By Rick Gethin
Agitator, gritty, plays with sandpaper, energy guy, Tazmanian Devil. These are but a few terms that describe Derek Dorsetts’ style of play. Having made his mark as a guy willing to drop the gloves at the drop of the puck, he now is playing with a higher skill level than had been seen in the past. Standing at only 5’11”, he plays like a much larger skater.
Dorsett hails from the small town of Kindersley, Saskatchewan. Former Blue Jacket Curtis Glencross is also from Kindersley and their parents know each other. Although Derek didn’t know Glencross, his brother was friends with him.
He played his junior hockey with the Medicine Hat Tigers from 2004-2007, of which Jason Chimera was also a member. While only there for three years, he left his mark, ranking 18th all-time in the history of the team in penalty minutes with 593. In the 2006-07 season, he led the team with 206 PIM and was 2nd in scoring with 19-45-64.
He was drafted by the Columbus Blue Jackets 189th overall in the 2006 NHL Entry Draft. He spent the 2007-08 season with the CBJ affiliate Syracuse Crunch (AHL), racking up 289 PIM. In 2008-09, he garnered 150 PIM trying to make a name for himself with the Blue Jackets in just 52 games. This season he has solidified his spot on the roster playing on the 3rd line with Samuel Pahlsson and Jason Chimera. Going up against the opposing teams top lines night after night has shown that his game has improved; his vision on the ice is much better than his rookie season. But the grittiness is still there, as he has 40 PIM through 11 games so far. That number is sure to go up.
Having been up and down last season, this year you seem to have found a home on the 3rd line.
It’s something that I didn’t expect but I always wanted to get to as a player. I still have alot to do to establish myself as a full-time 3rd liner. I take it day by day and everyday that I get a chance to be on the 3rd line I’m going to work hard. I feel priveleged to play on that line.
Jason Chimera said that last year that you were running around like a Tazmanian Devil, yet this season you seem to have better speed and are making smarter plays with the puck.
Yeah, for sure. Obviously it comes with time and confidence. To start, you want to make sure that you earn the respect of your team-mates and earn the respect of the guys in the league. Maybe that’s what I was doing last year when I was running around and trying to make a name for myself a bit. Last year I was in the role where I had to create energy and stick up for the guys on the team; not that I don’t have to do it still. This year it’s changed a little where now I’m on the 3rd line and playing against other teams top lines. You have to play real smart and not get out of position; you have to pick your spots to finish your checks.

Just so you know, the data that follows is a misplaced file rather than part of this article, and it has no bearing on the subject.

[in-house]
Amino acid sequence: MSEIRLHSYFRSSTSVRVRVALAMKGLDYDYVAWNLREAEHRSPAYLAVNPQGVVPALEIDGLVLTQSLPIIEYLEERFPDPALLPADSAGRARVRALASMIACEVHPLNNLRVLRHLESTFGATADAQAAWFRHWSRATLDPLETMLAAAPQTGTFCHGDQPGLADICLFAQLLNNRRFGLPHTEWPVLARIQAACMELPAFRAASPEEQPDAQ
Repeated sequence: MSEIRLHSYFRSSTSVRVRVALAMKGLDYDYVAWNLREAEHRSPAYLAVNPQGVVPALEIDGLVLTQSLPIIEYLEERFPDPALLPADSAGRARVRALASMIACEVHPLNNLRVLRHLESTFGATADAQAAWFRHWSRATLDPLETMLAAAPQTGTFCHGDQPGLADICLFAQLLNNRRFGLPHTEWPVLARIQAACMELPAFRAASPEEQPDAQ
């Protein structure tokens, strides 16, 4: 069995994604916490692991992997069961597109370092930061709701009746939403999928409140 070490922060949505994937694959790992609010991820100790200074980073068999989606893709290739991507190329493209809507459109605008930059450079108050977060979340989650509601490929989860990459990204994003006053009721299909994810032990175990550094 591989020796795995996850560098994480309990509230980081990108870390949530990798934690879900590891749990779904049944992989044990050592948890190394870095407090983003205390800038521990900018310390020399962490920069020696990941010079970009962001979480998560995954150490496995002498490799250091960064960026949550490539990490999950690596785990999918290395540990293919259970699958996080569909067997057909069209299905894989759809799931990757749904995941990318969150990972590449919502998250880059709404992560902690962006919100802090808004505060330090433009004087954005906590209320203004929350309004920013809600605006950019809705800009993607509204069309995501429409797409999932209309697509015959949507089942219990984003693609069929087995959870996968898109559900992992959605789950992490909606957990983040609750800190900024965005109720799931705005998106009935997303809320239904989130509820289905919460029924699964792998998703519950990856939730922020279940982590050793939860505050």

Jason Chimera said that he takes credit for you in Columbus as you were both Medicine Hat guys (WHL).
There’s always older guys in the dressing room that take you under their wing, and Chimmer has helped me out alot. I remember my first (training) camp here Chimmer came up to me and said if you ever need anything, just give me a call. If you need to know where to go in the city to eat or anything like that, don’t be afraid to ask. That means alot when you’re a young guy coming into an NHL training camp and you don’t know what to expect the first time. It makes you feel welcome and comfortable if someone is there to help you.
Does the contract extension that you signed in September give you peace of mind?
It was comforting to know that they want me here. They didn’t have to give me the extension. All they had to do was qualify me at the end of the year. It gave me alot of confidence and I really appreciated it when they came to me with the offer.
Do you think playing a smarter brand of gritty, sandpaper hockey endears you to Ken Hitchcock (Head Coach)?
It goes back to me getting a late start in junior hockey. I’ve always been a gritty guy, it didn’t matter what age group I was playing at. Whether it was mini-mites or novice or whatever it was, I was always gritty. It comes from my background; where I grew up, how I grew up and the family I came from. The support I get from Hitch is great.
Who do you share a hotel room with when you’re on the road?
Jared Boll. I was all over the map last year then me and Boller kind of got united.
Who is the biggest prankster on the team?
I’d have to say Jared Boll. He’s always playing pranks on everyone.
If you had to pick just one guy, who would you say is your mentor on the Blue Jackets?
If I had to pick one, it would be Mike Commodore. If I had a problem or something, I’d go to Commodore.
What is your favorite music?
I’m all over the map. Anything and everything. Except heavy, heavy metal and heavy punk.
What is your favorite beverage?
When you were growing up, what hockey player did you look up to?
With me, every year it changed. I guess, if I could be like one guy that’s played the game, it would be Steve Yzerman.
There you have it; a gritty, blue collar player who has endeared himself to the coach and to the fans in Columbus. He’s a hard worker who gives his all when he’s on the ice and that goes a long way with Hitchs’ brand of hockey.
Rick Gethin was an Associate Editor of TheHockeyWriters.com.